We finish Romans today with a look at Romans 16. Any look at these verses will be incomplete, because there are at least 25 names plus a few households greeted. Without addressing all of these, we will miss something. However, there are a few notable names to consider:
1. Romans 16:1: Phoebe. She is a “servant” of the church at Cenchrea. Or perhaps a “deacon” of that church, depending on whether or not Paul envisions that label as a title. It’s hard to see why Phoebe would be highlighted if she did not hold a church leadership role, so there is precious little reason to deny her the same title that is given to others. Further, this is the second mention of Cenchrea in Scripture: it’s a port city near Corinth and where Paul cut his hair in relation to a vow (Acts 18:18).
The main thing I see is this: Phoebe is first on his mind at this point. Perhaps she is headed to Rome, which seems likely. She has helped and supported the work of Paul and the expansion of the Gospel. I would love to see more, but I don’t have anything else on her in my resources.
2. Romans 16:3 brings up Prisca and Aquilla, also known as Priscilla and Aquilla. These two show up in Acts 18, 1 Corinthians 16, and 2 Timothy 4. I like them as a couple team in ministry. One cannot divide the work of the pair, and I think that’s great.
3. Acts 16:7 gives us Junia, labeled in some texts as Junias. This is a Greek word that if you slice it one way, you get a man’s name, and another way gives you a woman’s name. I agree with the Early Church Fathers that this a woman, likely named Junia. There is debate what relationship Andronicus and Junia have—they could be siblings or spouses. We don’t know.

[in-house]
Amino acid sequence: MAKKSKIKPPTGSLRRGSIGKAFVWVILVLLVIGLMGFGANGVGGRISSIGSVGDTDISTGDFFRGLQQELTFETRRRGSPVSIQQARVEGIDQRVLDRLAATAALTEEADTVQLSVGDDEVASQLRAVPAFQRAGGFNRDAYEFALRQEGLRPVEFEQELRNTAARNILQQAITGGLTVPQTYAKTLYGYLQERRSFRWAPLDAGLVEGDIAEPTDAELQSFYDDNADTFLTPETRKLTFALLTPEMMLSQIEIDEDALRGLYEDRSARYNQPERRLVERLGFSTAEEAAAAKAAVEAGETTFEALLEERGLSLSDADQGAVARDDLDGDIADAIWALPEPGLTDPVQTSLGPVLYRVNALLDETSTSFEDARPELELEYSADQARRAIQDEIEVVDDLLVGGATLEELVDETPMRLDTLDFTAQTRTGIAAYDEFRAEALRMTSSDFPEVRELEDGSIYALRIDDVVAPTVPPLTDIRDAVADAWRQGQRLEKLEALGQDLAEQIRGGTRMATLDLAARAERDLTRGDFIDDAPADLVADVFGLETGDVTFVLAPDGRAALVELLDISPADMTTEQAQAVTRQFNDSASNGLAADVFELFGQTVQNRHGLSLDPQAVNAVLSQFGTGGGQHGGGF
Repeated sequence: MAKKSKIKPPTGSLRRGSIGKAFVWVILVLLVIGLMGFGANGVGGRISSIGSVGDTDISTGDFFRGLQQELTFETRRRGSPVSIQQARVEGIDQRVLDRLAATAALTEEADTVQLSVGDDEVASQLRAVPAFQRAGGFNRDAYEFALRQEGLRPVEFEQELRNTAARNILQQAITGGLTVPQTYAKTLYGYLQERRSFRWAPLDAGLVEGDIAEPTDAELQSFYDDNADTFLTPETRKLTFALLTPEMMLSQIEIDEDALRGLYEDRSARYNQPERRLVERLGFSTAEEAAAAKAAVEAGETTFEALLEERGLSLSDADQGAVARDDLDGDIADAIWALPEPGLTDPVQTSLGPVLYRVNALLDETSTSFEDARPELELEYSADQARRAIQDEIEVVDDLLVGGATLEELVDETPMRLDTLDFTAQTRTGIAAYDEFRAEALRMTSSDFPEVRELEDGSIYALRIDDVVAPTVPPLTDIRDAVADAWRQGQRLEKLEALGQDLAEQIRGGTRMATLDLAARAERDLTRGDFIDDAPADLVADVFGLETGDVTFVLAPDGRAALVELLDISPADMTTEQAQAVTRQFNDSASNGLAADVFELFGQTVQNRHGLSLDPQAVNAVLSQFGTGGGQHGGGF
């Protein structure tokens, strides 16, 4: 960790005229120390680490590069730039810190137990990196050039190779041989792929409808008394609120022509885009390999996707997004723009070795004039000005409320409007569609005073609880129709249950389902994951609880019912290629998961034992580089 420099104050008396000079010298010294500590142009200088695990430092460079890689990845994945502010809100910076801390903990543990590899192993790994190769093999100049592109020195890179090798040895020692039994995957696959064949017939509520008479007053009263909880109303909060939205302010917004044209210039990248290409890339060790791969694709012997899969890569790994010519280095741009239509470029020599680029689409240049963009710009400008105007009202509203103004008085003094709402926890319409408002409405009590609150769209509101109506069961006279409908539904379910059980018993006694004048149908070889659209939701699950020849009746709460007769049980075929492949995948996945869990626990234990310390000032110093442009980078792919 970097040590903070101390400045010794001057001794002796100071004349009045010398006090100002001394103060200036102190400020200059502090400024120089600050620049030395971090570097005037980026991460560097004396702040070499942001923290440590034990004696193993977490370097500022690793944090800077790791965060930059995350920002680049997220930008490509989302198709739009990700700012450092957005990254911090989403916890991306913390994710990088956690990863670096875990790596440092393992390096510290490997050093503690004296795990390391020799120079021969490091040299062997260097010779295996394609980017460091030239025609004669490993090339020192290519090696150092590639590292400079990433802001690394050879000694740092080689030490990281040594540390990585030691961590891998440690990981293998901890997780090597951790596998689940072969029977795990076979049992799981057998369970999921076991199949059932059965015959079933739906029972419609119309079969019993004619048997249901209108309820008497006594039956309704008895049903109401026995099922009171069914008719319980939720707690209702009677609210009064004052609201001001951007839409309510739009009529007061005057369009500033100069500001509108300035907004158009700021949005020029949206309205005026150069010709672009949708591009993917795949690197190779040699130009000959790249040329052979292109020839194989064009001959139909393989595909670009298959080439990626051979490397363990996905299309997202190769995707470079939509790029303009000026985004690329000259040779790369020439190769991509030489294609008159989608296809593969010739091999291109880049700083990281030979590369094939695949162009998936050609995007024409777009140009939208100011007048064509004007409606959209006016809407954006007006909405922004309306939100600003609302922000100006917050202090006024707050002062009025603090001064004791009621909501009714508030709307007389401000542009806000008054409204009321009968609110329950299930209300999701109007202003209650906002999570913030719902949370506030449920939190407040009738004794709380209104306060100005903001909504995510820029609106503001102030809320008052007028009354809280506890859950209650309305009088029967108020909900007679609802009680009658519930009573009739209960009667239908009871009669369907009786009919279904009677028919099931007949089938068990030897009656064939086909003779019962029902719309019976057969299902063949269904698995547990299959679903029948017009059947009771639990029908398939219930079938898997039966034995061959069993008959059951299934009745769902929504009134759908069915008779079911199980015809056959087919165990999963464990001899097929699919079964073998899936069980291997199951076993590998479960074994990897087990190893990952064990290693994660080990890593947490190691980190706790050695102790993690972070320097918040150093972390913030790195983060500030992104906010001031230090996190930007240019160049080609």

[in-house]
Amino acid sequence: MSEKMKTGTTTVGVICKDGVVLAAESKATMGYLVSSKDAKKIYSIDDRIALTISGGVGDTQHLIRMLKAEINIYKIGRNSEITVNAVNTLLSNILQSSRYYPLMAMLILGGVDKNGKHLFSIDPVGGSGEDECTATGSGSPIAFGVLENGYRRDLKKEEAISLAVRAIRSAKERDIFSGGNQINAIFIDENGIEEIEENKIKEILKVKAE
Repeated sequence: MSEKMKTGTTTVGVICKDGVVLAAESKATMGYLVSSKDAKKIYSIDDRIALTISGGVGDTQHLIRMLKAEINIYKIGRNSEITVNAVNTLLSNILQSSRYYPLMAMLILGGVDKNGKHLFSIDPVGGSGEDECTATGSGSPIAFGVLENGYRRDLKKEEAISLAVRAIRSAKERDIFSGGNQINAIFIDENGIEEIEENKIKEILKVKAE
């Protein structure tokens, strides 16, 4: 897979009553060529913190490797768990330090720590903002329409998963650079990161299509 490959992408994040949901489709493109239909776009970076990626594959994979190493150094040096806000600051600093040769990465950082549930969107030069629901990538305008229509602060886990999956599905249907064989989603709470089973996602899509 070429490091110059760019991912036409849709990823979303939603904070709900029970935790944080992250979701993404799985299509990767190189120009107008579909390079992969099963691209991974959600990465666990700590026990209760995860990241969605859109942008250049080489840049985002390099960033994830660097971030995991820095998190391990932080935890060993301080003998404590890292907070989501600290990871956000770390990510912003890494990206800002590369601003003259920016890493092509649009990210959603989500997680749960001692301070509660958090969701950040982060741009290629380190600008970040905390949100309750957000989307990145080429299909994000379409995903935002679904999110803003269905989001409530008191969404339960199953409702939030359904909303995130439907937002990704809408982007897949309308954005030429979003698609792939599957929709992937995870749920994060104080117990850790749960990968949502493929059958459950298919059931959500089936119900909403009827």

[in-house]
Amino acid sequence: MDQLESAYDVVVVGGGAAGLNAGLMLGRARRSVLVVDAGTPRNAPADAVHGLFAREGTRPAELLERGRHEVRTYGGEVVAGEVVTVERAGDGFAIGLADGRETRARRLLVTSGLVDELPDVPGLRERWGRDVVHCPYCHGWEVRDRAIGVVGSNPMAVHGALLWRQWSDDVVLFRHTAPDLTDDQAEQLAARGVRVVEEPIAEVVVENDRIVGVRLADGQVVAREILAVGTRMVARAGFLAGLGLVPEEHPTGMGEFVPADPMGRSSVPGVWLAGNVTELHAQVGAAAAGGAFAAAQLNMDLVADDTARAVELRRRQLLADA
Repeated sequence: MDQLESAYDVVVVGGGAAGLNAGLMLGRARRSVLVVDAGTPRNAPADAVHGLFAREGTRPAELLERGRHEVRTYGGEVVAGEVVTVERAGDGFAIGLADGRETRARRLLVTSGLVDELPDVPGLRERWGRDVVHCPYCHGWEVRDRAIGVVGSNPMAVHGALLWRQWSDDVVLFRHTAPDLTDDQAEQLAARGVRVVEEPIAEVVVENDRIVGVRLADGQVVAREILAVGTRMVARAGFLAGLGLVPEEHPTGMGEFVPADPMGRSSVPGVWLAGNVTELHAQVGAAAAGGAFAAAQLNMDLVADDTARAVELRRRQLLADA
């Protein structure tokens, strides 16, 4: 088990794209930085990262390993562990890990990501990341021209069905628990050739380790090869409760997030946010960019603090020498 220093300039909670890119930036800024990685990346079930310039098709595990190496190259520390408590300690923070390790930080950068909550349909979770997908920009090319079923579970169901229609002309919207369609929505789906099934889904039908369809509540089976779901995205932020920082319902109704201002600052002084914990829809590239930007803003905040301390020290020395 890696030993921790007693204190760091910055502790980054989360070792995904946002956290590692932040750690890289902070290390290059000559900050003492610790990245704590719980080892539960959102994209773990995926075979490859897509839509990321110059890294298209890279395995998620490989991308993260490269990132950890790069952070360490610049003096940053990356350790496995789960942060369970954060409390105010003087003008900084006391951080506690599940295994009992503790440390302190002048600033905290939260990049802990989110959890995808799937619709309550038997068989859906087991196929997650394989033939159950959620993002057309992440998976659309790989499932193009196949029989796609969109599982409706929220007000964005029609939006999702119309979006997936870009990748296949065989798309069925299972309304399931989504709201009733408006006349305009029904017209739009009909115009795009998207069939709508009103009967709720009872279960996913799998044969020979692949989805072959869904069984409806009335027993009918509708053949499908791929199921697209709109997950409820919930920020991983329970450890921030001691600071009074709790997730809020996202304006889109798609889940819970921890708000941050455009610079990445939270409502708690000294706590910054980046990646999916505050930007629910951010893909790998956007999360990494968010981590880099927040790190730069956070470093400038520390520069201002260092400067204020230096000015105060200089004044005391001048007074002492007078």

We do see them both held up as “outstanding among the apostles.” That can be taken two ways: as “outstanding apostles” or as “considered outstanding by the apostles.” I’m inclined to read “The Twelve minus Judas plus Paul” where the word “Apostles” shows up, so I think these are two have done much and are considered outstanding among those twelve specific leaders. That is not to take anything from their work—and I could be wrong, because I know there are places where “apostles” equals “those who go out to spread the Gospel” in the New Testament.
4. Romans 16:21 gives us Timothy. I find it interesting that most of the time, Timothy is a co-author with Paul, but here is simply present and sending his greeting.
5. Romans 16:22 brings up Tertius, Paul’s amanuensis for the letter. This is helpful in understanding the context and structure of letter-writing.
6. Romans 16:23 brings up a “Gaius,” which is like saying “Bob!” in modern English. There is also Erastus, who was an official in the city of Corinth—thus guiding us to know where Paul wrote Romans from. Quartus? We know nothing there.
7. Finally, though, is the commendation: to Him who is able to establish you…be the glory forever. It’s a beautiful benediction, likely written in Paul’s own hand after Tertius finished his work.
Here we find what matters the most:
The Gospel as the Revelation of God’s mystery, manifested in Christ. The Gospel, seen in the Scriptures. The Gospel, made known to all people, leading to repentance and obedience.
The Gospel, to the glory of God through Jesus Christ.
May that be our benediction as well.
Nerd Note: Try a little nerd activity and see how many of the names in Romans show up elsewhere, and see what we know about them.